Maduro says Venezuela won’t de­fault

The Phnom Penh Post - - MARKBEUTSSINESS -

VENEZUE­LAN Pres­i­dent Ni­co­las Maduro in­sisted on Sun­day that his cash­strapped coun­try would “never” de­fault, as he pre­pared to meet with cred­i­tors in Cara­cas to dis­cuss reschedul­ing part of the coun­try’s mas­sive $150 bil­lion debt.

“Never, de­fault will never reach Venezuela,” he de­clared on his weekly tele­vi­sion show. “Our strat­egy is to rene­go­ti­ate and re­fi­nance all the debt.”

Maduro pointed to on­go­ing ne­go­ti­a­tions with his al­lies China and Rus­sia, to which Venezuela owes, re­spec­tively, $28 bil­lion and $8 bil­lion.

He said talks with China were “mov­ing along per­fectly” and noted that agree­ment had been reached this week with Moscow to re­struc­ture roughly $3 bil­lion in loans. That was seen to give Cara­cas at least a few weeks’ breath­ing room to make other up­com­ing pay­ments.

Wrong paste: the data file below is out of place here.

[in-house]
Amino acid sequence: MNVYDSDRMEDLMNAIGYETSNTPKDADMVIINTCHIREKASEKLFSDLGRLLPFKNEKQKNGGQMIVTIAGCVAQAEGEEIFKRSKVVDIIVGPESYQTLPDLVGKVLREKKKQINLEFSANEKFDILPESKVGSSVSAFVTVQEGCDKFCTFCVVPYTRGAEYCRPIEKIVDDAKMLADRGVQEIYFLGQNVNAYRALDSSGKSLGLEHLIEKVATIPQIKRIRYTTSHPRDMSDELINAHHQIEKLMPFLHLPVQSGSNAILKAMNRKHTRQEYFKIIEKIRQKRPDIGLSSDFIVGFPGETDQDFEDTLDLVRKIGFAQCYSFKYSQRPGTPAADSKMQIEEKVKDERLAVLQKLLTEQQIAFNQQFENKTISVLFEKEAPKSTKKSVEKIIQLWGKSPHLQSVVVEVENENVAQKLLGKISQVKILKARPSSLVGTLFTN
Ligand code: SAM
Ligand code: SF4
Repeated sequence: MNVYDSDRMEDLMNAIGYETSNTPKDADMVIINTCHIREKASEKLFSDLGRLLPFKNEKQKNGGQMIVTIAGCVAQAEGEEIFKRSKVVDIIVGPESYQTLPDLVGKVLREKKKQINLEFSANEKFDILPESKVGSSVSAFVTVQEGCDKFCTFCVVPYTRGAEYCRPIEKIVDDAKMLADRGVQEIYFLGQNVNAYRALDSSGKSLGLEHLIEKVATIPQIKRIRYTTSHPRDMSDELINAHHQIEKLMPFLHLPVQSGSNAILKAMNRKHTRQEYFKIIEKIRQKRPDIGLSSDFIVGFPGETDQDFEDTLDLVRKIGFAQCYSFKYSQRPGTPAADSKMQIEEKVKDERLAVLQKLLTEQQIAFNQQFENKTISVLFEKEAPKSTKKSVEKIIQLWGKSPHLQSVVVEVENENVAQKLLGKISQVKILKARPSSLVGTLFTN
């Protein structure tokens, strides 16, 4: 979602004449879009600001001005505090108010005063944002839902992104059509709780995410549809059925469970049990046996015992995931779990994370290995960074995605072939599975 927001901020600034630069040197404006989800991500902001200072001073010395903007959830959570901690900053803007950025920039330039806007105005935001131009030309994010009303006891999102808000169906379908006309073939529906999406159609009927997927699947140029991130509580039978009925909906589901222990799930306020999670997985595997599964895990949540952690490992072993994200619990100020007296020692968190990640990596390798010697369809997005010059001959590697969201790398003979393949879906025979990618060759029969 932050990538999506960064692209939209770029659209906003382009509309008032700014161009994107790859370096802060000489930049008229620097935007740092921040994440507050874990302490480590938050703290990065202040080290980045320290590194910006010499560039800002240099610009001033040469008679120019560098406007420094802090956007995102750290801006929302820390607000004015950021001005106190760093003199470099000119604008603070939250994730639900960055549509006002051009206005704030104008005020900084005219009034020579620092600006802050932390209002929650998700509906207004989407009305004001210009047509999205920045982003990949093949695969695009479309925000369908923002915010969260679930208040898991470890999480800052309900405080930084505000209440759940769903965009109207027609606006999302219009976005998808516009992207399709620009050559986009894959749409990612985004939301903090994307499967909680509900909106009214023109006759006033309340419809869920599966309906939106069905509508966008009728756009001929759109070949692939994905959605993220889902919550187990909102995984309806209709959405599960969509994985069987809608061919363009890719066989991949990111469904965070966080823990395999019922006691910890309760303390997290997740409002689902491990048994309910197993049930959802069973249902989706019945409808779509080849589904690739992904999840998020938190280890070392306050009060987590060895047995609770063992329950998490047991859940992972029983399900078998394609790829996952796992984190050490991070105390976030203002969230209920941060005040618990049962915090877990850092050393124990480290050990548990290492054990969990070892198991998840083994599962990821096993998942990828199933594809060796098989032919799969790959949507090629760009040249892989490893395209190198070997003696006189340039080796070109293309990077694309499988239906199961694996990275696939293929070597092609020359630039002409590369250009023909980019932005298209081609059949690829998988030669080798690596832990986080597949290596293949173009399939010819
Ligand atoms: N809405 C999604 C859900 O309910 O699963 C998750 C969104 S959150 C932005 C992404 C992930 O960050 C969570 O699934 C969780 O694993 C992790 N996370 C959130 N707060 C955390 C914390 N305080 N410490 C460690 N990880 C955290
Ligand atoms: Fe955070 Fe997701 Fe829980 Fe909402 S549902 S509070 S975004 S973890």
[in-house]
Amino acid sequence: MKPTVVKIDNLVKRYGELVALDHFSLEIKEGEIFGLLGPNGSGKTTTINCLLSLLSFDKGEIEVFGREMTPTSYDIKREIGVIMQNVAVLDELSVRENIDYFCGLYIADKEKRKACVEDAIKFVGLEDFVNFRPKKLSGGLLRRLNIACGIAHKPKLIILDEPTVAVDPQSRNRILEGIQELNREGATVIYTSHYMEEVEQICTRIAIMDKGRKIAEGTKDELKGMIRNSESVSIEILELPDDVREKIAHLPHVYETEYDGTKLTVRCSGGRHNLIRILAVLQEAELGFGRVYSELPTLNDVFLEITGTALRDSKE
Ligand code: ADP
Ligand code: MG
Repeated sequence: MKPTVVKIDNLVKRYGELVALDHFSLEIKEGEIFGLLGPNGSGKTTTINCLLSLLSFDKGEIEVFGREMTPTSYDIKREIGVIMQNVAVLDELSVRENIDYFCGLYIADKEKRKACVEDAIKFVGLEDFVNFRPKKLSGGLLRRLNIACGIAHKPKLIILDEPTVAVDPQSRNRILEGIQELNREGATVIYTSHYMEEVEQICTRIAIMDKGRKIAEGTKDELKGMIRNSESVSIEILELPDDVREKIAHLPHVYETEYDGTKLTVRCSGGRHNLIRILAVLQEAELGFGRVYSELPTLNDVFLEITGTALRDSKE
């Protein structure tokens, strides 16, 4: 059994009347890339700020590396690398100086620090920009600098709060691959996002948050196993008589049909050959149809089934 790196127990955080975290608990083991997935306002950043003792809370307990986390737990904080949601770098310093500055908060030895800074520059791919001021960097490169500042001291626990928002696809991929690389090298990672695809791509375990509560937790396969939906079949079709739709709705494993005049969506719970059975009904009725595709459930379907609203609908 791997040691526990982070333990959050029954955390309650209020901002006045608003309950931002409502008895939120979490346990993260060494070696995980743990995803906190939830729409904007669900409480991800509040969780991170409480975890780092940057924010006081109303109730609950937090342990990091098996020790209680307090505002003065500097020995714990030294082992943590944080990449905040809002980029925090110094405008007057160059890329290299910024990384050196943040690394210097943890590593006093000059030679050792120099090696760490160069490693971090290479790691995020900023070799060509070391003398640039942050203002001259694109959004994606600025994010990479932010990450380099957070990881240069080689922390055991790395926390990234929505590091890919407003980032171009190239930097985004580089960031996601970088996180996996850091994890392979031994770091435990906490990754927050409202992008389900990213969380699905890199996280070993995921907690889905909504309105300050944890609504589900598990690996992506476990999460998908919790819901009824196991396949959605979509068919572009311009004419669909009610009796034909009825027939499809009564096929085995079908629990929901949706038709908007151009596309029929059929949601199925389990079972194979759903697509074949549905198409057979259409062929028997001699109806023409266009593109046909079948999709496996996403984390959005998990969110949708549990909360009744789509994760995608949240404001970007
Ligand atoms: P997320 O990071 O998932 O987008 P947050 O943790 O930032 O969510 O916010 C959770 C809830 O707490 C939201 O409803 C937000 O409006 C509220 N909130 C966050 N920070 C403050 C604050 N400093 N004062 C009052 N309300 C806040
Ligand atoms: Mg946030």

But sanc­tions im­posed by the United States in Au­gust – the White House cited the hu­man­i­tar­ian cri­sis in Venezuela, the cre­ation of “an il­le­git­i­mate Con­stituent Assem­bly” and “ram­pant pub­lic cor­rup­tion” – have made it hard for the coun­try to raise money from in­ter­na­tional in­vestors.

Venezuela’s huge lev­els of debt have left it in a des­per­ate state, un­able to im­port badly needed food, medicine and other goods.

Maduro ac­cused the fi­nan­cial rat­ing agen­cies, which this week low­ered Venezuela’s debt rat­ing, of be­ing part of a “fi­nan­cial war” waged by the United States, a favourite tar­get of his.

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